You weren?t really worried about the kid, were you?
Eduardo Rodriguez experienced a ?Welcome to The Show? moment Sunday when he allowed nine earned runs on eight hits over 4 2/3 innings in a 13-5 loss to the Toronto Blue Jays at Fenway Park. The 22-year-old responded well to the first taste of big league adversity Friday night, when he pitched into the seventh inning of the Boston Red Sox?s 7-3 win over the Kansas City Royals at Kauffman Stadium.
“A bounce-back start for him, there’s no doubt,? Red Sox manager John Farrell said after Friday’s victory. “Three quality pitches (Friday) for strikes. But most importantly, his fastball location was outstanding for the time he was on the mound.
?We put up the five runs (in the second inning) and he pitches as if it?s a 0-0 game. There’s fluidity, there’s concentration, there’s really quality execution for the time he was out there. And once again, he backed up a rough outing a few days ago with a solid game here (Friday).?
Rodriguez allowed one earned run on six hits over 6 1/3 innings. He struck out five, walked one and threw 104 pitches (63 strikes). The effort wasn?t quite as dominant as Rodriguez?s first three starts — he allowed one earned run on eight hits over 20 2/3 innings to open his major league career — but the rookie showed some intestinal fortitude in bouncing back from a hellacious fourth start that came in the midst of a seven-game losing streak for Boston.
“You didn’t see any change in his mood, change in his work ethic,” Farrell said of Rodriguez?s preparation after his stinker versus the Blue Jays. ” ? You don’t see a real change in demeanor or a lack of confidence. He’s a genuinely confident young man.
“He shows it in the way he goes about his work. His film review was consistent in between starts. His routine was executed as it?s been. That gives him confidence going into the next outing, which he showed.”
In Rodriguez?s defense, he ran into a buzz saw — the streaking, offensively gifted, right-handed-stacked Toronto Blue Jays — in his last start. He also pitched in front of Little League-caliber defense, which paved the way for a long afternoon. But the eight-run yield against the Jays created an interesting test for Rodriguez, who has experienced great success with little resistance since joining the Red Sox system.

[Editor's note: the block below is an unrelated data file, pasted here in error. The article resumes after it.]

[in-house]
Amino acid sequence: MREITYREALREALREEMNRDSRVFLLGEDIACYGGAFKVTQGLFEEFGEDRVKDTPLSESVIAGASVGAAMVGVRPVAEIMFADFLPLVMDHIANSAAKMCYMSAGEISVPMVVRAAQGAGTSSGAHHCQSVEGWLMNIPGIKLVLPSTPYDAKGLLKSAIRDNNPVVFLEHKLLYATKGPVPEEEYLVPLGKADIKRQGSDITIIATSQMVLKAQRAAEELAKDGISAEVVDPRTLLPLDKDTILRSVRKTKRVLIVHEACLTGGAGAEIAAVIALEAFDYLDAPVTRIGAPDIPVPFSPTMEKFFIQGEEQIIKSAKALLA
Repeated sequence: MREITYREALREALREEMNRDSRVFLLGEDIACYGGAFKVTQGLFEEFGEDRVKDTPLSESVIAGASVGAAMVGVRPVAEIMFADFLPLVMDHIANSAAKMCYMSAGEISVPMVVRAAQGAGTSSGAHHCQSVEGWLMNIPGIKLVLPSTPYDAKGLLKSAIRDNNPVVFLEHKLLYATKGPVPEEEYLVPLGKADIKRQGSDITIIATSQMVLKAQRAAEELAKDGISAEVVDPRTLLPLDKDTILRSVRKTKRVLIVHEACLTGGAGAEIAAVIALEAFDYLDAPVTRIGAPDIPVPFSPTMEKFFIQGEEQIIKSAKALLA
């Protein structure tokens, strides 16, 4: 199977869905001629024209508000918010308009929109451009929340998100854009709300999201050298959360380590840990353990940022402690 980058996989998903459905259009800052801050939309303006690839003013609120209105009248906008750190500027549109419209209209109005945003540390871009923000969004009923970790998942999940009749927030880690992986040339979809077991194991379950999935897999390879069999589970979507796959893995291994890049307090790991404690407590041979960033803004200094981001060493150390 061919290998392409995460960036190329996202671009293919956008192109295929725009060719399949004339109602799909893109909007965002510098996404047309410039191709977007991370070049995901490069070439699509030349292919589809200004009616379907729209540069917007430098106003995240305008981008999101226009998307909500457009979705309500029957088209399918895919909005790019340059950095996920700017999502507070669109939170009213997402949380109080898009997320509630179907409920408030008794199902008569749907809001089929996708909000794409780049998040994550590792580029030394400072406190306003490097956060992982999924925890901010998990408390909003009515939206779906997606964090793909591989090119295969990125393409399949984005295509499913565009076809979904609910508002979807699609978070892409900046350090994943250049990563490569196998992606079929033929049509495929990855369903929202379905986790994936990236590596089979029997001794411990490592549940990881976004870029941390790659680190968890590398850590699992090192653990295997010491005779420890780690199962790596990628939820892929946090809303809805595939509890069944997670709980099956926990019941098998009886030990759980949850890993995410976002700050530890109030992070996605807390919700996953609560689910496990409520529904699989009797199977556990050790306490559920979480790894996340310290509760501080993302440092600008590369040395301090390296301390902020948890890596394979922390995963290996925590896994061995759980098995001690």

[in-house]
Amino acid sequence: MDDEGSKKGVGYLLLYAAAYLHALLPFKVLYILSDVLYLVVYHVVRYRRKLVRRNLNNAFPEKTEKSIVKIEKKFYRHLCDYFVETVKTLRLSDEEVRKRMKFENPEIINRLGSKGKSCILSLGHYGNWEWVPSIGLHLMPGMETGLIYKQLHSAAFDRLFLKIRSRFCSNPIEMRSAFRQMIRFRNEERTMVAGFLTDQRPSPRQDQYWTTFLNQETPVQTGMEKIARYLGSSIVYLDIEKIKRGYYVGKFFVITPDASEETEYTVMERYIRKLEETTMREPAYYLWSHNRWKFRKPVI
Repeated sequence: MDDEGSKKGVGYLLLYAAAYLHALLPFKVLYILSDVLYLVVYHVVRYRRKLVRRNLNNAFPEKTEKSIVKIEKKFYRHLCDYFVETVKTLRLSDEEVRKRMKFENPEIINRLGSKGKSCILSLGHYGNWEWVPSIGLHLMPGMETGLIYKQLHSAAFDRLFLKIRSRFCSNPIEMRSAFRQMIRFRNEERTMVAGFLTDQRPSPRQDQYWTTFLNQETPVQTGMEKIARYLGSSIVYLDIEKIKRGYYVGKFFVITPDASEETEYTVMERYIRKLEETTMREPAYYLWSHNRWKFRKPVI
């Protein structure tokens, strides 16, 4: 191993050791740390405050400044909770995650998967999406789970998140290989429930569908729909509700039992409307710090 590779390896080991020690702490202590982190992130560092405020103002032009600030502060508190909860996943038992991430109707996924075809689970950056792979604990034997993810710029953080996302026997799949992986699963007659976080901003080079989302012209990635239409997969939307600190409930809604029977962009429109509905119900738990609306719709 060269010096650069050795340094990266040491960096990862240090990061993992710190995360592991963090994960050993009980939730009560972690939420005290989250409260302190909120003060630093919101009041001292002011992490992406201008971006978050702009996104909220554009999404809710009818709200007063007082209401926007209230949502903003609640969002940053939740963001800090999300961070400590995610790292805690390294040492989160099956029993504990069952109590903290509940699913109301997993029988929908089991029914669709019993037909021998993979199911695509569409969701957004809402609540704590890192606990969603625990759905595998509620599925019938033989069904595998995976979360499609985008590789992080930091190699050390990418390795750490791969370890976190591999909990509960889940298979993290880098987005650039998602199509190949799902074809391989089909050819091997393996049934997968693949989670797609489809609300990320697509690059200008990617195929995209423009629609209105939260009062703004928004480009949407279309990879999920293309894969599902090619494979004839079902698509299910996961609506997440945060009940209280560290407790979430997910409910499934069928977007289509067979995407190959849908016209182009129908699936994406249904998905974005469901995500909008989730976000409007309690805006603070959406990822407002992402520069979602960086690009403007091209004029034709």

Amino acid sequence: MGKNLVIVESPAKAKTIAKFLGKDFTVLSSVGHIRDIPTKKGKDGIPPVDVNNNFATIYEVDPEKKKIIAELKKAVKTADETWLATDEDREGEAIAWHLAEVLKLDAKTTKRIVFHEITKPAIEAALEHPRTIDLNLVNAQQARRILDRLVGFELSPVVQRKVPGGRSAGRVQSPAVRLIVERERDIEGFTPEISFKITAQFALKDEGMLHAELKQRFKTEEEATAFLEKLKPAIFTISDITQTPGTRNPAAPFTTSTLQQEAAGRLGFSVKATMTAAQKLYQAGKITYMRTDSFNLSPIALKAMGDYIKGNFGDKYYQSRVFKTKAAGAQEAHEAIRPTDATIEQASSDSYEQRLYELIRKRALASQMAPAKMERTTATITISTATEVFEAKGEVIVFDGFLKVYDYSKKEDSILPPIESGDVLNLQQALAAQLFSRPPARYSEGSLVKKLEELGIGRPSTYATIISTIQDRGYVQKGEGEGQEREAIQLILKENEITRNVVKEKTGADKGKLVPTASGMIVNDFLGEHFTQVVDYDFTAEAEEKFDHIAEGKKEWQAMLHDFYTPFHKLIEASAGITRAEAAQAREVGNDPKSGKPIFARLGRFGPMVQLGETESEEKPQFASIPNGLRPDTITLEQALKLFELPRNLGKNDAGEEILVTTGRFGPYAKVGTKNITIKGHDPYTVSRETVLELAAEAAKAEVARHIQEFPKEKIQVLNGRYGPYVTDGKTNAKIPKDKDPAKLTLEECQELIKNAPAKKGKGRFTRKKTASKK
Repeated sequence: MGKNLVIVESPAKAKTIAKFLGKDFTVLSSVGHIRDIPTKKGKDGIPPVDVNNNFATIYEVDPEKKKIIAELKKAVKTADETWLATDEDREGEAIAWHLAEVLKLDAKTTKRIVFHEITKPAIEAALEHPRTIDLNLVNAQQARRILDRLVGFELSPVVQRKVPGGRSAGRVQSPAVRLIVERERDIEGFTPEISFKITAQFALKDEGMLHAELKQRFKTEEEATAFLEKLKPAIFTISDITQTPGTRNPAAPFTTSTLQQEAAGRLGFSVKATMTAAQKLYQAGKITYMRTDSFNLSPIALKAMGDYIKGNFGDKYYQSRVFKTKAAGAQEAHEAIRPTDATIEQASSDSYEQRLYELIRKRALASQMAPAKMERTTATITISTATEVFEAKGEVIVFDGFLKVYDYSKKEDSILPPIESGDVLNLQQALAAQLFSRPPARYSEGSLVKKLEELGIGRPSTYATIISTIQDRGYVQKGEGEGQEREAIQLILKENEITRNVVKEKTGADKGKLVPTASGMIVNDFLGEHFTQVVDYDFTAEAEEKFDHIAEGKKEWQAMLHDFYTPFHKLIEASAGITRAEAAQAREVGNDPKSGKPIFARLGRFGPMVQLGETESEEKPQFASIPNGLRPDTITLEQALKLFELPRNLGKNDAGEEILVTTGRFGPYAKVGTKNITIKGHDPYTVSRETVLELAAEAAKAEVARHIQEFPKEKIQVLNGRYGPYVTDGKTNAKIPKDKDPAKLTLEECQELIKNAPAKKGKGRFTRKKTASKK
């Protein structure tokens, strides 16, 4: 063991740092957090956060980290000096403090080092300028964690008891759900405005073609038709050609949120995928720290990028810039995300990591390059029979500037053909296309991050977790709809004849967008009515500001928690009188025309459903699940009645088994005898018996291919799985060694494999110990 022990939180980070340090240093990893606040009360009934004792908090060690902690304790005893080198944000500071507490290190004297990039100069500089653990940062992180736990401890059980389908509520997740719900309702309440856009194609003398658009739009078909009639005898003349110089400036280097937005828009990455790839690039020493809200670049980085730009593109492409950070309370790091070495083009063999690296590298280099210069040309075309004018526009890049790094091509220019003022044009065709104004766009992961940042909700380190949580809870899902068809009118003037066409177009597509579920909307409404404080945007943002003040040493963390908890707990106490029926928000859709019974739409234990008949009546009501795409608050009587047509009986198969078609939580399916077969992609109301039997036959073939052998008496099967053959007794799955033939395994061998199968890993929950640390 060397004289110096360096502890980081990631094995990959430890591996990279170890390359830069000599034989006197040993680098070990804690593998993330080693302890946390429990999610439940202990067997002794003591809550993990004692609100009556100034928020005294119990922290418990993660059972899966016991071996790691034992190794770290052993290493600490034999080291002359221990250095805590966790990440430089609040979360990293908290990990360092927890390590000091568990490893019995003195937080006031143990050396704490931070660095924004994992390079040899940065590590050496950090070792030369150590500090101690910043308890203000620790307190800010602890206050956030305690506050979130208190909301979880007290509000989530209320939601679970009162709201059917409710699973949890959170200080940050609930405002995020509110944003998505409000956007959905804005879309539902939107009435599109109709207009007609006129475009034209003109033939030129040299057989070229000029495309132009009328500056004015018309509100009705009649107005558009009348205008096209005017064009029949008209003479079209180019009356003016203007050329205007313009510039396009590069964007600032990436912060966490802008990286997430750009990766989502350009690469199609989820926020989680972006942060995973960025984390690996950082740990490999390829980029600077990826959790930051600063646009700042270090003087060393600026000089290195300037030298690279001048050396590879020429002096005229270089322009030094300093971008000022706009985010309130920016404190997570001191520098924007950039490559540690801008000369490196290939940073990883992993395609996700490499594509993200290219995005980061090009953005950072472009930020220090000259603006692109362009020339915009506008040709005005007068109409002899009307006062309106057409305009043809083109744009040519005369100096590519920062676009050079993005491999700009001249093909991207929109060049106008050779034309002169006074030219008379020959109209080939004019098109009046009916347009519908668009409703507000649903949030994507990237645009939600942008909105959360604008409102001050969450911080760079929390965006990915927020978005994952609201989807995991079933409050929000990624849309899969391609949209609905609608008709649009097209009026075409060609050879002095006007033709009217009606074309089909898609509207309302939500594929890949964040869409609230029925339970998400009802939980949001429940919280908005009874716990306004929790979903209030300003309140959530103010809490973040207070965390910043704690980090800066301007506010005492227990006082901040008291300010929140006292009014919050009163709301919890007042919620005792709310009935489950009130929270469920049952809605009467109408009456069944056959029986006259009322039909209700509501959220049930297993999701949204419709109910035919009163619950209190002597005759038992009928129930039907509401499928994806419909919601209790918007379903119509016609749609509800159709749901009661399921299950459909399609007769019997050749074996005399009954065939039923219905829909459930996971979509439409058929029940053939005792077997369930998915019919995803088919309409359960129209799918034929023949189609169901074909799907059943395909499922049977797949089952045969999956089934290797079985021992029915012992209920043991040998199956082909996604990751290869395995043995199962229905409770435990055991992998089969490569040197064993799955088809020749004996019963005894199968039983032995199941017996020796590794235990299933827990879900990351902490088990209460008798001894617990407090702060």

On Friday, Rodriguez faced the best team in the American League. The Royals, who also happen to be the defending AL champs, rank near the top of the league in several offensive categories and have an aggressive approach that has the potential to cause problems for young pitchers. Yet Rodriguez flashed an impressive three-pitch mix that enabled him to work methodically and effectively through the order
“(I think he learned) to not eliminate a pitch in his full mix,” Farrell said. “I thought last time out against Toronto, with a heavily right-handed hitting lineup, he might have gone away from that slider on occasion. But still, against those types of teams, it’s important for him to show the (third) pitch, even though it might not be a dominant one in the mix. But he incorporated it more readily here (Friday).?
Rodriguez?s ERA went from 0.44 to 3.55 in his fourth career start against the Blue Jays. It dropped down to 3.13 in his fifth career start against the Royals as the southpaw jumped back into the win column.
But one can throw out the numbers with regard to Friday?s performance. The effort was all about Rodriguez channeling his emotions, turning the page and flexing his muscle against a very good team.
Score one for those who view Rodriguez as a ?future ace.? Because that?s the stuff aces are made of.
Thumbnail photo via Twitter/@CSNNE